Is recycling really a stupid idea driven by people too willing to believe that their minute actions can change a culture built on conspicuous consumption? Writing in the New York Times Magazine June 30, John Tierney answers "yes." In fact, he says, "Recycling is garbage." Citing studies by conservative think tanks such as the Cato Institute, Tierney concludes that landfills have plenty of room to sprawl and are generally benign, that markets for recyclables just aren't there, and that we plant more trees each year than we log for paper. What's almost worse, Tierney adds, is that recycling advocates goaded the government into enacting expensive and unnecessary modifications for packaging. Letters from environmental groups have poured into the Times, taxing Tierney for leaning heavily toward the printing and packaging industries. A 17-page rejoinder by the Environmental Defense Fund takes on Tierney point by point; some key objections: We may have plenty of trees, but we don't have enough intact forests. Recycling newspapers prevents surviving forests from turning into tree farms. Writers Richard Denison and John Ruston also point out that landfills are not "innocuous': One out of every five sites slated for cleanup under the nation's Superfund program for toxic wastes is some city's former dump.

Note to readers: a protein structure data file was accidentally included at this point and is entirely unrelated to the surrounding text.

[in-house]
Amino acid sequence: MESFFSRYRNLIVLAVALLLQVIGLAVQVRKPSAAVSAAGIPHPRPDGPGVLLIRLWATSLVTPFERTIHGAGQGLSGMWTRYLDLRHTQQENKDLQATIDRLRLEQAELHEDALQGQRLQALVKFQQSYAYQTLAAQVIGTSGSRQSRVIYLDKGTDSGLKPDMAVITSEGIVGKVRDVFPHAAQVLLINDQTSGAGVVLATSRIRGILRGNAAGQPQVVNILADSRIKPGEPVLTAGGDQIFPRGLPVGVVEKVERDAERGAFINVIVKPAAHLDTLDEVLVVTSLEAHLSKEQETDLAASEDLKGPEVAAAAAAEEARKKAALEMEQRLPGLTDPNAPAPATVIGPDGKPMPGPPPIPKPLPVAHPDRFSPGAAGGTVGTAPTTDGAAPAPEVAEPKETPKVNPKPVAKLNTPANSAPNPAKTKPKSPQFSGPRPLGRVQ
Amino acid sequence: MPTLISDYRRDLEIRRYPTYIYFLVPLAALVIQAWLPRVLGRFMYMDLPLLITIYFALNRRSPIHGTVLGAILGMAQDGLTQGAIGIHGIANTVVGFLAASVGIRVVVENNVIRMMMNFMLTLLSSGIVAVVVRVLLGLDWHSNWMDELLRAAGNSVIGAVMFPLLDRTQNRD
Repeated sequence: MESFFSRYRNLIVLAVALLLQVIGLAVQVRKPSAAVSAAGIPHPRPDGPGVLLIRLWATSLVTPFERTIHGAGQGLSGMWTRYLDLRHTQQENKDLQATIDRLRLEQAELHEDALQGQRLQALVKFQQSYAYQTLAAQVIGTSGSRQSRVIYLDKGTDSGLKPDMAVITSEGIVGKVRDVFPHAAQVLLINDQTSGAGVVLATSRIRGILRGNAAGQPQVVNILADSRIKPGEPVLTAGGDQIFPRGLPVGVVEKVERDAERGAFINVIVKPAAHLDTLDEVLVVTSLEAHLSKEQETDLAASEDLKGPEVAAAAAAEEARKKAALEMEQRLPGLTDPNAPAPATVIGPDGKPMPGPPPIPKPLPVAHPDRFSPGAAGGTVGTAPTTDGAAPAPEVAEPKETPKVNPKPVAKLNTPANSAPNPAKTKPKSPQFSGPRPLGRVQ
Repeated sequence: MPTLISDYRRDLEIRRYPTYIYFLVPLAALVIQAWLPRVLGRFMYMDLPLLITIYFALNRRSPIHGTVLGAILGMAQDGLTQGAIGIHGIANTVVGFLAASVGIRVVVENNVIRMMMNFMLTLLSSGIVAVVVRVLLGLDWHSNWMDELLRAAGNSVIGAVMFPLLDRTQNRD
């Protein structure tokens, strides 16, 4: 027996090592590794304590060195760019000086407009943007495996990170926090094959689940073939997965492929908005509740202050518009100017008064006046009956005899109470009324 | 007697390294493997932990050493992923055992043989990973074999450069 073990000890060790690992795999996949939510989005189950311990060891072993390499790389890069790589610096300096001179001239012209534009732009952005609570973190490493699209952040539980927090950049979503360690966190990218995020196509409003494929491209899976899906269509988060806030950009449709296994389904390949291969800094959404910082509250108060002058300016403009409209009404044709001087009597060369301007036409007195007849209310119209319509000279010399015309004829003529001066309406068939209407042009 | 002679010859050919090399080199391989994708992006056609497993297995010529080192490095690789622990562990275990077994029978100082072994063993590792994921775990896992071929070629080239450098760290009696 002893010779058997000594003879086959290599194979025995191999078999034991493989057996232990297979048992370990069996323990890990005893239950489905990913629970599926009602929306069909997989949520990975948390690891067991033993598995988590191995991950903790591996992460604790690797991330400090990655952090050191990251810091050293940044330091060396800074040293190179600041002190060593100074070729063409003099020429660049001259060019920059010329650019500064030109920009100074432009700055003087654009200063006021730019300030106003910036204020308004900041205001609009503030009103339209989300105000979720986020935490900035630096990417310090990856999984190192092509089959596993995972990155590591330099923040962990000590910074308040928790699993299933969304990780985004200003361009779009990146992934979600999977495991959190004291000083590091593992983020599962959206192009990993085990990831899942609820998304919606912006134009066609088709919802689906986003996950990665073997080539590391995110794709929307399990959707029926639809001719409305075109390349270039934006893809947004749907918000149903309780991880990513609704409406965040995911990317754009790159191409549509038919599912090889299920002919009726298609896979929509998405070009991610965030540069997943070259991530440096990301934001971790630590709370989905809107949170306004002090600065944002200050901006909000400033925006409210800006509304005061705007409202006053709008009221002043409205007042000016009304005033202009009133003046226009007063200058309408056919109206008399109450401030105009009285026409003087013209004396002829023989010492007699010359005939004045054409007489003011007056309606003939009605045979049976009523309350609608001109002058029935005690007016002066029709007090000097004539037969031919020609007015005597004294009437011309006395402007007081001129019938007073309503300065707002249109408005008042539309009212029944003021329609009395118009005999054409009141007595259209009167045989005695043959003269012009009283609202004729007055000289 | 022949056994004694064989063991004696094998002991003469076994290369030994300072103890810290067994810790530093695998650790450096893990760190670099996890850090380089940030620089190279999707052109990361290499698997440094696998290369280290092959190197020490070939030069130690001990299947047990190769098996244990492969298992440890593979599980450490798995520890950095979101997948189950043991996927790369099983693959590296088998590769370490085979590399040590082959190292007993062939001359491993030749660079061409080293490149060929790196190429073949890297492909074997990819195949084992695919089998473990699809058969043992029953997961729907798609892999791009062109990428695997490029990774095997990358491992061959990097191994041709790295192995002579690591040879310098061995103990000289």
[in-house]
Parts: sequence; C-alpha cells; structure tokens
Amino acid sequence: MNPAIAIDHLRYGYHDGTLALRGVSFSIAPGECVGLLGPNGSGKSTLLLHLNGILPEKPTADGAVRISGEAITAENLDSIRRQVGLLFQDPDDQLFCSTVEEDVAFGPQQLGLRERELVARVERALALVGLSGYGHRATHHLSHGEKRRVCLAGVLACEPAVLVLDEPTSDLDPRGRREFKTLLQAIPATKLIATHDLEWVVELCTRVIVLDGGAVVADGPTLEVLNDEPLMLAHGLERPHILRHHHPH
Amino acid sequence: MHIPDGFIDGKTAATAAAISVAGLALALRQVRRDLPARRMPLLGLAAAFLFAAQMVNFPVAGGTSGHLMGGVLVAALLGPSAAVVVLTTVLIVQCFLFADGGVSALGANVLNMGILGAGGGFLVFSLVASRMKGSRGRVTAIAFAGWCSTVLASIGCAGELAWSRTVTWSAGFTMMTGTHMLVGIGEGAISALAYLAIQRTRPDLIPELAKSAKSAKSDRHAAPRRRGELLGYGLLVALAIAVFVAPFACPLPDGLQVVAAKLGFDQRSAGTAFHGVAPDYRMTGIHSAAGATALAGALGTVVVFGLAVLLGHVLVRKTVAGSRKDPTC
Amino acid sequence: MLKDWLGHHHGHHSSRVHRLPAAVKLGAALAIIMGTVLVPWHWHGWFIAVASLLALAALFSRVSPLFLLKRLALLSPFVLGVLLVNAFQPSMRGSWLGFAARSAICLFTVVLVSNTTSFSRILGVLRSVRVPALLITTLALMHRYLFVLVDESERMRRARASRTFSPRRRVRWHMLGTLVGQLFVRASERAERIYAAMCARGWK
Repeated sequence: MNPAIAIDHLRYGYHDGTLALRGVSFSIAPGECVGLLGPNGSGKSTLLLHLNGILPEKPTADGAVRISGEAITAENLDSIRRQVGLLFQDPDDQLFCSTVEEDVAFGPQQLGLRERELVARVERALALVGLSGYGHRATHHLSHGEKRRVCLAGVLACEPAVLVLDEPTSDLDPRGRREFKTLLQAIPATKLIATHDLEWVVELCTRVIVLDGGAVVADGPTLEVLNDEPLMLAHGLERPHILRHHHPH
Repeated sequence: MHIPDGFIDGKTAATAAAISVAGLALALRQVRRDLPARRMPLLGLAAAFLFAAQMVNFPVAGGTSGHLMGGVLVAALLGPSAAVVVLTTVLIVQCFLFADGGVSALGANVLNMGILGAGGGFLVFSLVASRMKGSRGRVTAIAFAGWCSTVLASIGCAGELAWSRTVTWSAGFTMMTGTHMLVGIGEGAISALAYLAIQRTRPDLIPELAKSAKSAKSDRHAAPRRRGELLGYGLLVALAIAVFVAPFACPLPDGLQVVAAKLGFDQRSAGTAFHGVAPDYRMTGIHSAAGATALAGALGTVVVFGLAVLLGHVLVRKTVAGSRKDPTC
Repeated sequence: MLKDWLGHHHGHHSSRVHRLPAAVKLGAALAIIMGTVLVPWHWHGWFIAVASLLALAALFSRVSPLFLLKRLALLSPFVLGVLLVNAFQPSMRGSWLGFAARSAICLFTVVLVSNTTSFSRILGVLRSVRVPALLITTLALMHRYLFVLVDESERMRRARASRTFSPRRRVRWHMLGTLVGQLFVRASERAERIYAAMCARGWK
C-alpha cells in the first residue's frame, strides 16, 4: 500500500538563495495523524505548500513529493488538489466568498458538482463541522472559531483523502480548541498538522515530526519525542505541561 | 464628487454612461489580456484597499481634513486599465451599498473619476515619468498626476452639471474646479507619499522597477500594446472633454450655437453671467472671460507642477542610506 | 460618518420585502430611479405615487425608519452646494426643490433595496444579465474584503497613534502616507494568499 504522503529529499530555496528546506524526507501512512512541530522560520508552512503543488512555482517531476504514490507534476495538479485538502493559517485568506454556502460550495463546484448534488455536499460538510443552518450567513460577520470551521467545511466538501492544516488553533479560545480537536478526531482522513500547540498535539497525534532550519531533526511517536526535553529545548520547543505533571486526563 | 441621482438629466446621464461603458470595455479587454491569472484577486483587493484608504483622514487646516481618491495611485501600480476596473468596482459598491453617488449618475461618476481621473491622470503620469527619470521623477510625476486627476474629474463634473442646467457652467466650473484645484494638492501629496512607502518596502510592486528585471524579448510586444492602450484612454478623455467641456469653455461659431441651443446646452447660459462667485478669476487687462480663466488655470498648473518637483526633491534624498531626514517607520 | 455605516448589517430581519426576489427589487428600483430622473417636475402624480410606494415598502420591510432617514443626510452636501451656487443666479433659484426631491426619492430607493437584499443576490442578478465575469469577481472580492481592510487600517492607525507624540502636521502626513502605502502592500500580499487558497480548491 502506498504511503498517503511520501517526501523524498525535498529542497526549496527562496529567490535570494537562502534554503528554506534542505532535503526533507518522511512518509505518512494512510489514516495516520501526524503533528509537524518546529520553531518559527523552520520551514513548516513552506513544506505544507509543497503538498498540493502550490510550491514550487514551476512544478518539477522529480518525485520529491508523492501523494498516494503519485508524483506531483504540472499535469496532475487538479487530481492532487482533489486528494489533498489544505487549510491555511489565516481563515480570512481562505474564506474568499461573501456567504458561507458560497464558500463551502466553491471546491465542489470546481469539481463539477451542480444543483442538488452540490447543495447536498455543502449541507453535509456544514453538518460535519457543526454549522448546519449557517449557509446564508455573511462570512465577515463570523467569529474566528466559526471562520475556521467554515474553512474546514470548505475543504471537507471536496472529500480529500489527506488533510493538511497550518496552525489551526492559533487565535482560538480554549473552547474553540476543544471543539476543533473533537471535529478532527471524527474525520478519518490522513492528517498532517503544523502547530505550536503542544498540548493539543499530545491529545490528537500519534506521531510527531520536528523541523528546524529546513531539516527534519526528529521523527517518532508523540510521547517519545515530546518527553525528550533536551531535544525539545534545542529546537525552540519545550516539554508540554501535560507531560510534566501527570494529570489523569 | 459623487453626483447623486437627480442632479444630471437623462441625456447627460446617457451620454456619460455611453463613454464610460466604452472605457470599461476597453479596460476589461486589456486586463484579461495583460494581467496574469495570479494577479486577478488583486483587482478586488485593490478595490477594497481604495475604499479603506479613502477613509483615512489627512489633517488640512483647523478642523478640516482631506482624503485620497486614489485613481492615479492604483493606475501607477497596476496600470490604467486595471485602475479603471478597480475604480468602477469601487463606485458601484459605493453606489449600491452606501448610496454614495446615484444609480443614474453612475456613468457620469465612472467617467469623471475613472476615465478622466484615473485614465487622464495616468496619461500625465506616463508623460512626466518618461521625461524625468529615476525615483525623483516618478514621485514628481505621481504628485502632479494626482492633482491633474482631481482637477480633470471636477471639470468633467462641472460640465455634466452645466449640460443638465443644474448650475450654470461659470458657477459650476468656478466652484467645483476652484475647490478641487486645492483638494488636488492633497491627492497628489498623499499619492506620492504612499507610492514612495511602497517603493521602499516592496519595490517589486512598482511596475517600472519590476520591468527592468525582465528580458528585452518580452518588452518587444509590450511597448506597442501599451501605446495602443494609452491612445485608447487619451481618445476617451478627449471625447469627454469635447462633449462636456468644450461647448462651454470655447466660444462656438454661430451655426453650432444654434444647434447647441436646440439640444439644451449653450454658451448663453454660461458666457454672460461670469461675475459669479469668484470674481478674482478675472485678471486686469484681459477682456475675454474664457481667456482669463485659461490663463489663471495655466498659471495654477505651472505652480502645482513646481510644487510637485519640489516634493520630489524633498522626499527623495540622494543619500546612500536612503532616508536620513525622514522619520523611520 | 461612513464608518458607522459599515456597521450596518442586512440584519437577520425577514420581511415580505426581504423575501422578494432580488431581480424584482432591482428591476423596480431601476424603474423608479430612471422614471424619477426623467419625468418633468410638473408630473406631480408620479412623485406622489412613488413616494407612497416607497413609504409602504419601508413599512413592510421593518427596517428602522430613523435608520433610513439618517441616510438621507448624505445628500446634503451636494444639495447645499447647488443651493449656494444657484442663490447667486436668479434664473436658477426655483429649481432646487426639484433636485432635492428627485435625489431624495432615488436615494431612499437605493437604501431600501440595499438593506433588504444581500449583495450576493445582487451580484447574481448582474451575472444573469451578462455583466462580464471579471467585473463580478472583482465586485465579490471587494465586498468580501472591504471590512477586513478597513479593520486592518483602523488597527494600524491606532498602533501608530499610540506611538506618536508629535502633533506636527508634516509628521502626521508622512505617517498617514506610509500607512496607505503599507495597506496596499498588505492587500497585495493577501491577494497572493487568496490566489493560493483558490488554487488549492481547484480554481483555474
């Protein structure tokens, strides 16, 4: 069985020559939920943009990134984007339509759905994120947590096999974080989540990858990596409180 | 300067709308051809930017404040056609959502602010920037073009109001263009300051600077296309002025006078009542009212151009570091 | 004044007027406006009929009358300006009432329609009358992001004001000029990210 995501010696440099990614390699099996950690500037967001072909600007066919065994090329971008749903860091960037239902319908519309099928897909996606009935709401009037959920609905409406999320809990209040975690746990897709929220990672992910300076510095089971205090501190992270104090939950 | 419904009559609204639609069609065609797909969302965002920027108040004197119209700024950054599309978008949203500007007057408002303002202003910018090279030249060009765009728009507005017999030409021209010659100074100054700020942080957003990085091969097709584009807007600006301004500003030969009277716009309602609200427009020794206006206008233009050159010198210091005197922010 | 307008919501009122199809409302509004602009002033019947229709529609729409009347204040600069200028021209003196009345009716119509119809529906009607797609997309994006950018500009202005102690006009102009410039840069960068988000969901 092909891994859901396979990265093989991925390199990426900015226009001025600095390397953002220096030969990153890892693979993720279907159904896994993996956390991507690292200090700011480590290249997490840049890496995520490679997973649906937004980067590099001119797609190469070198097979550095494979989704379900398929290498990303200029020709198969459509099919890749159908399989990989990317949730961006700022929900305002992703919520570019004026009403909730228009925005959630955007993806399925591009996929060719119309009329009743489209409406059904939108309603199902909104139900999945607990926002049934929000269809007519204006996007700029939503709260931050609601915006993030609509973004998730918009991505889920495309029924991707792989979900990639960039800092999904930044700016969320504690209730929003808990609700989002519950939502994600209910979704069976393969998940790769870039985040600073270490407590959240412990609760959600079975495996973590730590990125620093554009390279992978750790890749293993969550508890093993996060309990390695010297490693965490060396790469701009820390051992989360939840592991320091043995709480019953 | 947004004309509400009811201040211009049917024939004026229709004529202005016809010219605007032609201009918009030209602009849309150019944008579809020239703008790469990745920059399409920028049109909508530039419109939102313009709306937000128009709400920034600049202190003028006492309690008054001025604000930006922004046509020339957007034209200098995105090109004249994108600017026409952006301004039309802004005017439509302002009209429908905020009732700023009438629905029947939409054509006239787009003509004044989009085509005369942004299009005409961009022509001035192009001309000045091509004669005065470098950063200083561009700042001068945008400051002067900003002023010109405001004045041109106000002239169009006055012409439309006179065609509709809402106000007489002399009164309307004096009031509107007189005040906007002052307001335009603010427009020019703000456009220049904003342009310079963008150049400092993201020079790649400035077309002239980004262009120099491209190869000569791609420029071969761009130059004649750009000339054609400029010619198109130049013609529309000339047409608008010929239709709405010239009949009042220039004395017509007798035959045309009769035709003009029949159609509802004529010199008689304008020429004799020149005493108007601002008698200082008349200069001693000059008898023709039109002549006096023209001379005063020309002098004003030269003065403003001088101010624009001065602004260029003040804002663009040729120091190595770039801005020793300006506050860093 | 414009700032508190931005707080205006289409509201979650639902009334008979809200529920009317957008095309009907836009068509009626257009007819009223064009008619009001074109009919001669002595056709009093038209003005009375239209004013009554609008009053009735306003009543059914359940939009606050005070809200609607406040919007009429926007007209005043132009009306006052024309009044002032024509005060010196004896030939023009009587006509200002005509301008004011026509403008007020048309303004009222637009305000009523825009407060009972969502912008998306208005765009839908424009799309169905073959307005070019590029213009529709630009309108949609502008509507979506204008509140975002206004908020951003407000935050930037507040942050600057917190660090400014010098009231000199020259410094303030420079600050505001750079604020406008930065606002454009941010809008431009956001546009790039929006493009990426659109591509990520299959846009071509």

EDF response, Anti-Recycling Myths, is available by calling the
group's Washington, D.C., office, 202/387-3500, or through e-mail
to the World Wide Web at www.edf.org. The New York Times can be
reached at 229 W. 43rd St., New York, NY 10036 (212/556-1234) or on
the web at www.nytimes.com.